Of geese and ganders

The Wal-Mart CEO who ran the cover-up of the Mexican bribery scandal is a business partner of Mitt Romney, his son, and his campaign finance director.

I’d like to hear the folks who hold Barack Obama accountable for the long-ago crimes of Bill Ayers explain why Mitt Romney isn’t accountable for the much more recent crimes of his business partner.

Turns out, the former Wal-Mart CEO who helped shut down an investigation of bribery by store officials in Mexico is an operating partner at a private equity fund started by Mitt Romney, his eldest son and his campaign finance director.

Don’t forget just how ugly this is. When a Wal-Mart official in Mexico reported that the company had been engaging in a massive campaign of bribery to get store permits, Romney’s partner Scott, as Wal-Mart CEO, ordered the investigation shut down, criticized the investigators for excessive zeal, and returned the files to Mexico, where the “investigation” was under the control of one of the bribe-payers.

Scott is legally vulnerable.  As he said in 2007,

The Foreign Corrupt Practices Act is the only act that requires the incarceration of the CEO. And we are not going to do that.

Perhaps he meant, “We’ve done that once, and we’re not going to do it again.”

Wouldn’t this be a good time for Senate Democrats to push a bill repealing the “facilitating payments” exemption from FCPA? Either the Republicans vote Yes, or they vote No. A win either way.

 

Author: Mark Kleiman

Professor of Public Policy at the NYU Marron Institute for Urban Management and editor of the Journal of Drug Policy Analysis. Teaches about the methods of policy analysis about drug abuse control and crime control policy, working out the implications of two principles: that swift and certain sanctions don't have to be severe to be effective, and that well-designed threats usually don't have to be carried out. Books: Drugs and Drug Policy: What Everyone Needs to Know (with Jonathan Caulkins and Angela Hawken) When Brute Force Fails: How to Have Less Crime and Less Punishment (Princeton, 2009; named one of the "books of the year" by The Economist Against Excess: Drug Policy for Results (Basic, 1993) Marijuana: Costs of Abuse, Costs of Control (Greenwood, 1989) UCLA Homepage Curriculum Vitae Contact: Markarkleiman-at-gmail.com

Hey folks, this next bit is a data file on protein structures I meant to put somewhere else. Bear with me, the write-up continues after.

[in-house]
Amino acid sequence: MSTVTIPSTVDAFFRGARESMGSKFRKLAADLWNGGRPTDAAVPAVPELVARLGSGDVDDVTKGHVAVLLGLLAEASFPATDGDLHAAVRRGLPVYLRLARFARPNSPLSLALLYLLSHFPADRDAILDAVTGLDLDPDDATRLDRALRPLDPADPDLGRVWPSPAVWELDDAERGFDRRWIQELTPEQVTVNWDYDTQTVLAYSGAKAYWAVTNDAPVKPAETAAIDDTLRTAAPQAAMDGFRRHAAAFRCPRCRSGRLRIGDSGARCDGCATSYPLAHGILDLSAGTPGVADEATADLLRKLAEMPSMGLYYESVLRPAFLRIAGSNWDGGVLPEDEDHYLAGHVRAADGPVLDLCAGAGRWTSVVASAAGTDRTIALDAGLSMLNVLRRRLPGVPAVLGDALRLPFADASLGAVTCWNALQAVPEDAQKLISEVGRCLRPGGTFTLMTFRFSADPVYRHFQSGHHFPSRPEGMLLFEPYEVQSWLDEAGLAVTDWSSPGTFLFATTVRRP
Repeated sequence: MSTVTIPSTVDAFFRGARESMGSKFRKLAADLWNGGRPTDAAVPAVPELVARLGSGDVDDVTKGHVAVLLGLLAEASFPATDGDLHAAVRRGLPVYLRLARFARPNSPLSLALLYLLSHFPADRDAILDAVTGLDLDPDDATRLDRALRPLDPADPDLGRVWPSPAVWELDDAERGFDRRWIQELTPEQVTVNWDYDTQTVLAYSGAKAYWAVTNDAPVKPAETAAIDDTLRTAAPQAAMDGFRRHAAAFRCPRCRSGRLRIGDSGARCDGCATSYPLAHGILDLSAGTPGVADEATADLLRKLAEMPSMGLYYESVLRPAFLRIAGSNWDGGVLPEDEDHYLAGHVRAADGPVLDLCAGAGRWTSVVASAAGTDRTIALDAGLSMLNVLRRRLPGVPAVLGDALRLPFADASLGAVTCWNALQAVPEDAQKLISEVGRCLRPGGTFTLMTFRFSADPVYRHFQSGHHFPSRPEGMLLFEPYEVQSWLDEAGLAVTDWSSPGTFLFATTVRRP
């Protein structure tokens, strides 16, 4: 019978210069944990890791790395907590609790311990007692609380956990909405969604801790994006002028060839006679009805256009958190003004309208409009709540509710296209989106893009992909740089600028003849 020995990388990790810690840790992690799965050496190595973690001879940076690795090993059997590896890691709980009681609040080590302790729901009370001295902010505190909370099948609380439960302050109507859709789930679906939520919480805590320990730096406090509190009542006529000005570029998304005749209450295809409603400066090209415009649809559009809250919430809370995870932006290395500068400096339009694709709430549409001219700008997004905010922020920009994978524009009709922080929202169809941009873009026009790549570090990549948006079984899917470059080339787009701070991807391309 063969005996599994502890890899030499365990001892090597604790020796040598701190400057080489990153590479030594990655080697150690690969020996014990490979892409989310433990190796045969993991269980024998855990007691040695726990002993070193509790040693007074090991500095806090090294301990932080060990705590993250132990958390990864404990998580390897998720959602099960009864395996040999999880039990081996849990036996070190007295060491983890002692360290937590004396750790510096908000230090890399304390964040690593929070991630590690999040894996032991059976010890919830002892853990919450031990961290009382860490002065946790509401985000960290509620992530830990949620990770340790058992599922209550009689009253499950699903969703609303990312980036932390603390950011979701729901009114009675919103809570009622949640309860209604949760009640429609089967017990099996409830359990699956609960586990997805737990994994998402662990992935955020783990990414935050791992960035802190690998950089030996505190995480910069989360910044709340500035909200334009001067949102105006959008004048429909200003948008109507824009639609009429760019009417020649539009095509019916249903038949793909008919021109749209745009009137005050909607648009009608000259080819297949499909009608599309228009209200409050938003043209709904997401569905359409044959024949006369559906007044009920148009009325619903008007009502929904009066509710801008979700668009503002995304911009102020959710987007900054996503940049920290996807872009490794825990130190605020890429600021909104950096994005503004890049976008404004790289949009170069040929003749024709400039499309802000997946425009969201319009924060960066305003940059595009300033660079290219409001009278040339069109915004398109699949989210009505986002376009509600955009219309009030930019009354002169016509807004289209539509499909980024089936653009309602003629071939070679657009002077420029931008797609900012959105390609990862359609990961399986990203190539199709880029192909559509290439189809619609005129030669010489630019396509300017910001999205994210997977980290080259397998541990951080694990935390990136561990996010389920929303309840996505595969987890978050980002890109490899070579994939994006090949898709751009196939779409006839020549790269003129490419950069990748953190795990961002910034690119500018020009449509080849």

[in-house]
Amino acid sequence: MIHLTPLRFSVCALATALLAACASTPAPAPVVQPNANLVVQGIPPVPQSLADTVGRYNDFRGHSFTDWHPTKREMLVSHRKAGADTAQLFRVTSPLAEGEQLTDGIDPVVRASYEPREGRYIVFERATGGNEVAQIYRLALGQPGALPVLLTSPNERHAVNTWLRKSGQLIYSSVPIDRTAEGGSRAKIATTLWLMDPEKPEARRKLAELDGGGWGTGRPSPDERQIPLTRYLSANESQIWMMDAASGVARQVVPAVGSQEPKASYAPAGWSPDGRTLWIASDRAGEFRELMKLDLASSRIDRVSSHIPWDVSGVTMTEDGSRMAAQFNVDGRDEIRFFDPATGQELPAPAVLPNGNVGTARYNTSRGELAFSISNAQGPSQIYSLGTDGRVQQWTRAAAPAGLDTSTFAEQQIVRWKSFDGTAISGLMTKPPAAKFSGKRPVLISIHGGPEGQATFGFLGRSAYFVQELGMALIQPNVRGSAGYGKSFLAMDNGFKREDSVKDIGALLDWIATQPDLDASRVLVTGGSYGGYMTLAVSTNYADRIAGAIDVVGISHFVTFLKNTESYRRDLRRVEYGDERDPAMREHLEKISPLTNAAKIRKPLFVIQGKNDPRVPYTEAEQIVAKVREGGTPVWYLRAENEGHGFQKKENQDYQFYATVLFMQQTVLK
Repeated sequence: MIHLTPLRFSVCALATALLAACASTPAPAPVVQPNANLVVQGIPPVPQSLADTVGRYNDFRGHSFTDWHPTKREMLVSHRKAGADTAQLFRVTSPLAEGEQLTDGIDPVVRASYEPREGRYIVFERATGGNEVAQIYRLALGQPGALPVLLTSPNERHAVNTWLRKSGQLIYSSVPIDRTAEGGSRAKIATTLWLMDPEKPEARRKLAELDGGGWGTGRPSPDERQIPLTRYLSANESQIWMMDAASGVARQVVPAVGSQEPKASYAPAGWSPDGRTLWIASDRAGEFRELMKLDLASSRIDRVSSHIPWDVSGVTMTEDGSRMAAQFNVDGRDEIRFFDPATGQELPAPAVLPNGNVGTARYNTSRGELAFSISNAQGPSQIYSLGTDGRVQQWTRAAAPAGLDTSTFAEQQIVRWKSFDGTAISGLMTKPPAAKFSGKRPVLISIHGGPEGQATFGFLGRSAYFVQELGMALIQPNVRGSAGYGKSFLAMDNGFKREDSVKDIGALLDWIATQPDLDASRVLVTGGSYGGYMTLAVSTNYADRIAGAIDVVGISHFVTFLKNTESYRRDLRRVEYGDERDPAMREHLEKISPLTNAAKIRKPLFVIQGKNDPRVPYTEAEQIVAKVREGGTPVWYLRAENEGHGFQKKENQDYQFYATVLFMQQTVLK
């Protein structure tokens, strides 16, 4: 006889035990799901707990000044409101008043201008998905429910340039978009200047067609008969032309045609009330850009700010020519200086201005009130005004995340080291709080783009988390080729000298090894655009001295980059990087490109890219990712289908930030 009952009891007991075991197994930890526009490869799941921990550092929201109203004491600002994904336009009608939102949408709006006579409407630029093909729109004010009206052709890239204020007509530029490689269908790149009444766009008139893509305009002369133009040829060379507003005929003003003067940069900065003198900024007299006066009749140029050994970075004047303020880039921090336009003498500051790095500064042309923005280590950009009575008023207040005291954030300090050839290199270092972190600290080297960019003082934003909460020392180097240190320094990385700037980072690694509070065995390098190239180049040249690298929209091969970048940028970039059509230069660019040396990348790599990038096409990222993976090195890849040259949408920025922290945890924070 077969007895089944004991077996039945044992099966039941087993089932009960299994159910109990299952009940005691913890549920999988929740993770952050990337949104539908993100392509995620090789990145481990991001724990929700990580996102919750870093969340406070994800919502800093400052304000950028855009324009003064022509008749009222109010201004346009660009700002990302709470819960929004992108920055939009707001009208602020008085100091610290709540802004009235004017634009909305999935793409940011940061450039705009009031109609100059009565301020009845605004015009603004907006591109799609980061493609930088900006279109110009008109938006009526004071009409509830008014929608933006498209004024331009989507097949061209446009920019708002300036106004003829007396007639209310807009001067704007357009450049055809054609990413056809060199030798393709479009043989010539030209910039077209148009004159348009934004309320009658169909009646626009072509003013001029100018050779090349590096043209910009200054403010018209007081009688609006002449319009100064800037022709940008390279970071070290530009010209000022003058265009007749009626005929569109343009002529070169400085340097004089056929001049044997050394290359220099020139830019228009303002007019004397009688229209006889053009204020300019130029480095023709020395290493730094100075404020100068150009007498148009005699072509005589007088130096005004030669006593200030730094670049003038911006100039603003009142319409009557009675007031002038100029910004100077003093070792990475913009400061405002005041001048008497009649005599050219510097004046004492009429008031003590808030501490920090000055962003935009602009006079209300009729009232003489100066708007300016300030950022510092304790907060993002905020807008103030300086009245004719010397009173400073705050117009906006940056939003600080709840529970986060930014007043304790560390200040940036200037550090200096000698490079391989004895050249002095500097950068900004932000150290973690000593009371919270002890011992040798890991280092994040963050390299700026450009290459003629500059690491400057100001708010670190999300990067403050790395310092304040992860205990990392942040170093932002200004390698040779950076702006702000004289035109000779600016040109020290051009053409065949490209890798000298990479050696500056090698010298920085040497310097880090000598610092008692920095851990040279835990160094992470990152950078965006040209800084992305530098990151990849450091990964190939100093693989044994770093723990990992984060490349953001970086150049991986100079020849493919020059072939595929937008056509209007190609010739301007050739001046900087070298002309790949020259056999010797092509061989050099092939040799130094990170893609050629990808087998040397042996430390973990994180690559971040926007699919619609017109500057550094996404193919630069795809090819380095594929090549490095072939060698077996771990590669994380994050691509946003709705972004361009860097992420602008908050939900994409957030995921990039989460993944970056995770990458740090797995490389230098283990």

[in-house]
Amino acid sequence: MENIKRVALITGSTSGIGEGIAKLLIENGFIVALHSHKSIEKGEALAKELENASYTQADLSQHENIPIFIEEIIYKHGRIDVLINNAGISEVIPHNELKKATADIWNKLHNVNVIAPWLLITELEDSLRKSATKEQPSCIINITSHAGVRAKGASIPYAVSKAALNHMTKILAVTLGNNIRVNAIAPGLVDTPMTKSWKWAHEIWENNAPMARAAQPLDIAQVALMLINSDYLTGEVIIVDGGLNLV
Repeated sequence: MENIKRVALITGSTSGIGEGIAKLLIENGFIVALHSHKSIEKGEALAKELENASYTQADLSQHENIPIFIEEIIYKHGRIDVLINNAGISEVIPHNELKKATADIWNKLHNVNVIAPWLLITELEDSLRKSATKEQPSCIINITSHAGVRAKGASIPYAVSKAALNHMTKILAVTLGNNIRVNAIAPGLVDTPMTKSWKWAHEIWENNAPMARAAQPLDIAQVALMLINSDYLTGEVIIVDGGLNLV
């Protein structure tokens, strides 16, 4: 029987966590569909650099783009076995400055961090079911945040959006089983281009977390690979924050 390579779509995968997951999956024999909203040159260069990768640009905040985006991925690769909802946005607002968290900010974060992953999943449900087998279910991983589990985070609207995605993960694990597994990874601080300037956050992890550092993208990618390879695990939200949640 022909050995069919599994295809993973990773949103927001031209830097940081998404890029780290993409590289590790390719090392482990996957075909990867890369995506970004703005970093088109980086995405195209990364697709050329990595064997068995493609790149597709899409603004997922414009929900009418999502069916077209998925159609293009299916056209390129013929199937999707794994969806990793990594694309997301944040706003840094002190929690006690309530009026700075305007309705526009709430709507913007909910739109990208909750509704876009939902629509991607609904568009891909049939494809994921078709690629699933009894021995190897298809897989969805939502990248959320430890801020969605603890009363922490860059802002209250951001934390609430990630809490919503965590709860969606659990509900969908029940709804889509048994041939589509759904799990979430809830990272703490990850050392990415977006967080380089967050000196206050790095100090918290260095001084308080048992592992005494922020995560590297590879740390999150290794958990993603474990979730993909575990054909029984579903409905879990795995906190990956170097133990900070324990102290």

27 thoughts on “Of geese and ganders”

  1. Well, if you really want an answer, it would be because Ayers committed those crimes before Obama started associating with him, and thus it was possible for Obama to take those crimes into account when making a decision as to whether to associate with him.

    Romney chose to associate with somebody who later committed crimes. Obama chose to associate with somebody who had committed crimes. As memory only works in one direction, only one of these choices was knowing.

    1. A number of investigative reports have shown that Ayers and Obama had only a casual, passing relationship (e.g. http://politicalticker.blogs.cnn.com/2008/10/05/fact-check-is-obama-palling-around-with-terrorists/; http://www.nytimes.com/2008/10/04/us/politics/04ayers.html.) They lived in the same city, taught at the same university, and served on a few boards together (this is the functional equivalent of Barney Frank and Louis Gohmert serving in the House together–the views of one person do not tar or compromise the beliefs of another, because only an idiot would say that mere association with someone is the equivalent of subscribing to their beliefs or supporting their actions.)

      This is fundamentally a different relationship than that of Romney and Scott. Scott is still the operating partner of Romney’s equity firm–the association is direct, intentional, and still exists. Thus (unlike Ayers and Obama) anything that Scott does today rubs off directly on Romney and taints him. As it should.

      Sorry Brett.

      1. A number of other reports have shown that they had a rather more involved relationship.

        CNN: Obama’s relationship with Ayer “much deeper than Obama said”